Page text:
We of a certain age remember the days before WiFi was widespread. It sucked. Now, there's a wireless network on every corner bringing you all the wonders (and horrors) of the internet. They can also bring you something else: hacks. A researcher from Google's Project Zero security team has revealed an exploit for Broadcom WiFi chips that can allow an attacker to execute code on your device. They just have to be on the same WiFi network as you. Read More
Broadcom, an innovative player in the communications semiconductor business, announced yesterday their new family of NFC chips, affectionately called BCM2079x.
The corporation seeks to aid in making NFC as widespread as technologies such as Bluetooth and Wi-Fi by introducing the 40nm chip which is said to consume 90% less power than current NFC chips, and utilize "field power harvesting" to gain power from the environment.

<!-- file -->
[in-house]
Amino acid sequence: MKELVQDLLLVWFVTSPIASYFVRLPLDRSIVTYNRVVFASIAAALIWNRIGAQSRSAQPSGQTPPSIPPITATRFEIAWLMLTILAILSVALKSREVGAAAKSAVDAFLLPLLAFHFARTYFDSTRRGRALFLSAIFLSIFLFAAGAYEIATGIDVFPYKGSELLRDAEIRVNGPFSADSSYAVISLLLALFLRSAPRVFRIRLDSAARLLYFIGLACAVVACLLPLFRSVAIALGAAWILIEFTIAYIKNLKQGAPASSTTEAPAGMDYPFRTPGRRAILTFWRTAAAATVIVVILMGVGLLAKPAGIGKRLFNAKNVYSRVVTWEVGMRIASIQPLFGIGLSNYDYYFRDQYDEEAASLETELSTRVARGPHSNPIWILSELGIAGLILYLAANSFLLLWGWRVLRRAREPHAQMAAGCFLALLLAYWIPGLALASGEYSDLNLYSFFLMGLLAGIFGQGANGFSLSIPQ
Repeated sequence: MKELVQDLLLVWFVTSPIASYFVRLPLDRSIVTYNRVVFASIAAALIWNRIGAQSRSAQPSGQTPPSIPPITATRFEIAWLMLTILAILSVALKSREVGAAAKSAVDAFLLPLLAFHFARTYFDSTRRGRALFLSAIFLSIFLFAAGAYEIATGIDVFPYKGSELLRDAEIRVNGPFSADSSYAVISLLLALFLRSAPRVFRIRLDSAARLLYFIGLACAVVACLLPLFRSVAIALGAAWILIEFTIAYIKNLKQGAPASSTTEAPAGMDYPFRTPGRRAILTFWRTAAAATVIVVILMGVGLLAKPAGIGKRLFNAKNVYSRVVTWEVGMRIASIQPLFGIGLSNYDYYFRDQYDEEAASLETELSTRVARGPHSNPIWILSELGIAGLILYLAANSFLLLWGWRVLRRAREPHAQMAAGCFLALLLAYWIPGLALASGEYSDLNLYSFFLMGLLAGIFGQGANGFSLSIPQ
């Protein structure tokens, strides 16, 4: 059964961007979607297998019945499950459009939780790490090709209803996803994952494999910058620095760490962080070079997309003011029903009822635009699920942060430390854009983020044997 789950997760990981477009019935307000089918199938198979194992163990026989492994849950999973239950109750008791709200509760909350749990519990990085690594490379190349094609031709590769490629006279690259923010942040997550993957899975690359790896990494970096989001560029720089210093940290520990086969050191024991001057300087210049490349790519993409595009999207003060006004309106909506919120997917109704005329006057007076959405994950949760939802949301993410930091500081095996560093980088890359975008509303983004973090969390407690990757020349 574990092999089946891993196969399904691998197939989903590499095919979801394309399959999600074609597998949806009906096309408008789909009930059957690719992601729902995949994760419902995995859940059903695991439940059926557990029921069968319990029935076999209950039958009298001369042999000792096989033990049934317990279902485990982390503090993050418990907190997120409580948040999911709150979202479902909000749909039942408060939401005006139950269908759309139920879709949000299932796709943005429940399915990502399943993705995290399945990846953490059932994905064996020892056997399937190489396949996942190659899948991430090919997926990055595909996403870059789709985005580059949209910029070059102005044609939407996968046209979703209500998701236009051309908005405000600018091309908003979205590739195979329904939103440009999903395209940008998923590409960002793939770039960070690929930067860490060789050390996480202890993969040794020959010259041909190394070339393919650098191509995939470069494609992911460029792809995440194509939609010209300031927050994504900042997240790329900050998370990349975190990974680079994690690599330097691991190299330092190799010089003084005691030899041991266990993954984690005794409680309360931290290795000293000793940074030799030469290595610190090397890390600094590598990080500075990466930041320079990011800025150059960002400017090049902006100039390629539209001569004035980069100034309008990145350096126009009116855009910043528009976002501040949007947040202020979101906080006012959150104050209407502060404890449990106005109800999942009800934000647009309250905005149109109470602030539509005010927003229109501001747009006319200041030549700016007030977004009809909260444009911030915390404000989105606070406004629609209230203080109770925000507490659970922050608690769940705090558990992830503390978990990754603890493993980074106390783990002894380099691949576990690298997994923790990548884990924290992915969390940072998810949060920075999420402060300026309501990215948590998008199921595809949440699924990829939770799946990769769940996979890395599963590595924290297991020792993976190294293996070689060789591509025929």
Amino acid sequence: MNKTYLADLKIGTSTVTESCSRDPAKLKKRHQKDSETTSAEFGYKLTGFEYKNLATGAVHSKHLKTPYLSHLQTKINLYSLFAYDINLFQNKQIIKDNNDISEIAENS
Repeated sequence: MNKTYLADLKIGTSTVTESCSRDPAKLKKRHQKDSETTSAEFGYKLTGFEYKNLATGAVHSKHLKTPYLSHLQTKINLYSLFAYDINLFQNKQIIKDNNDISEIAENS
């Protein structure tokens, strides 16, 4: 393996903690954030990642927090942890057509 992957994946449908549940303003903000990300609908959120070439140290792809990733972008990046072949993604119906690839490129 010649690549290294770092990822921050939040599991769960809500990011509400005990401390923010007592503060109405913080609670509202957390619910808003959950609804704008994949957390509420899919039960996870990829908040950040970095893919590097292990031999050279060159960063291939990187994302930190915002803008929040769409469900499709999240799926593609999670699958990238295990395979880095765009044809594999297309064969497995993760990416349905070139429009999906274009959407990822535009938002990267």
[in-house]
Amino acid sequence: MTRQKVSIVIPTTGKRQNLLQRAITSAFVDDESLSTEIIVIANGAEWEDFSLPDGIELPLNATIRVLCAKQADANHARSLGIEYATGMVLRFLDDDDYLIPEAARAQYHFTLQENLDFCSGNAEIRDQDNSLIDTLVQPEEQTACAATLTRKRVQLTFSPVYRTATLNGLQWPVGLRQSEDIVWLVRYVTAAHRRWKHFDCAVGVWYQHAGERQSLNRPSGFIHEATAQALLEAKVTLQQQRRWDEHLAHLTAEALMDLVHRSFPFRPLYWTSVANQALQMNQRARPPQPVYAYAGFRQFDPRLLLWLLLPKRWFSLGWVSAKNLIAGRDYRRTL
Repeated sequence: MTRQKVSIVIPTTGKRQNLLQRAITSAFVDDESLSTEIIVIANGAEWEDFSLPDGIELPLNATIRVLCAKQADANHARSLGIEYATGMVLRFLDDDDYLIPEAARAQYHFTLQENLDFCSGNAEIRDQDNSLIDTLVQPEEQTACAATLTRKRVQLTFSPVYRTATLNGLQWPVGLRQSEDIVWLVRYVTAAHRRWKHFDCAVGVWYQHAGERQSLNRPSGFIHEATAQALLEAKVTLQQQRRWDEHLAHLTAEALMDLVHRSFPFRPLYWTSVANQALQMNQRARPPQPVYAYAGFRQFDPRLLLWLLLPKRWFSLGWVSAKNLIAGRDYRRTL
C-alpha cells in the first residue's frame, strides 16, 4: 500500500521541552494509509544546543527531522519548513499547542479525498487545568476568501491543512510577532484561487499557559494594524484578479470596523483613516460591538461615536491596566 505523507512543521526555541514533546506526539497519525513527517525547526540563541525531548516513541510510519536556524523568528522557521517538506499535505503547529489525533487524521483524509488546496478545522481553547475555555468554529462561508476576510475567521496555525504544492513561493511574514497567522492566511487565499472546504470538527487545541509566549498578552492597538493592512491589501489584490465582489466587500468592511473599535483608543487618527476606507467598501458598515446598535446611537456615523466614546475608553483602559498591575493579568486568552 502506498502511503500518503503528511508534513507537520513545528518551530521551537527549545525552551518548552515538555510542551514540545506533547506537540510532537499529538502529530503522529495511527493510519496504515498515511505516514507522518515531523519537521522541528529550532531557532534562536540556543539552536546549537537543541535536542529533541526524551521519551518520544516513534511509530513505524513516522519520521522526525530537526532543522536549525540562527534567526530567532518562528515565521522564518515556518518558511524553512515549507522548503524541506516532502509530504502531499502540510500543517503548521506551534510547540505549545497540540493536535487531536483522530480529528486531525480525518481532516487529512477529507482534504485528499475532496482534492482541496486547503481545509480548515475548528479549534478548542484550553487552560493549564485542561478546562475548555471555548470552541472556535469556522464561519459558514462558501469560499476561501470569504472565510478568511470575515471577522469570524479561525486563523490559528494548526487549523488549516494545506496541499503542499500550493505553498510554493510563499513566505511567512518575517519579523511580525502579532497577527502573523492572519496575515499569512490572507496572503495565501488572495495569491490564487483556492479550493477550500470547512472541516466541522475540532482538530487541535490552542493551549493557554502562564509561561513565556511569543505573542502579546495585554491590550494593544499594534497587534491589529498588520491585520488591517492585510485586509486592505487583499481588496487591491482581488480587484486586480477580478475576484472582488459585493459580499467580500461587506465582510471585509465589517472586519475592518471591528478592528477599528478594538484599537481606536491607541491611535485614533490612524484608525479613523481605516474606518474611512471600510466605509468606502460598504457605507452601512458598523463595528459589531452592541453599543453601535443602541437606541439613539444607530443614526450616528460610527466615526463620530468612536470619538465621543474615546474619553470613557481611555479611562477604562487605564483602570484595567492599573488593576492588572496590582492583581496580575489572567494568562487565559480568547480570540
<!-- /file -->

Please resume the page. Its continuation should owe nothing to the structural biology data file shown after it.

Making the chip even easier for manufacturers to integrate, Broadcom's new line has slashed the number of components needed to build the chip, and reduced board space requirements as well.
The new line of NFC chips also adds some innovative features making it a versatile element, including the ability to pair with Broadcom's Bluetooth and Wi-Fi components, integration of transaction-based Application ID routing, and multiple single wire protocol interfaces. Read More
The other day I was reading a great roundup of projected and wanted features in the upcoming Android 2.2 Froyo release, over at AndroidAndMe. The author, Taylor Wimberly, was going over what he thought was likely to be included next and then mentioned something about the Nexus One that instantly intrigued me. He said:
I spoke with Google’s Eric Tseng during CES and he told me there were many secrets left in the Nexus One that we would discover later.
Could it be that Google has loaded Nexus One with unactivated, hidden features, making the crowd favorite device into Pandora's box? Read More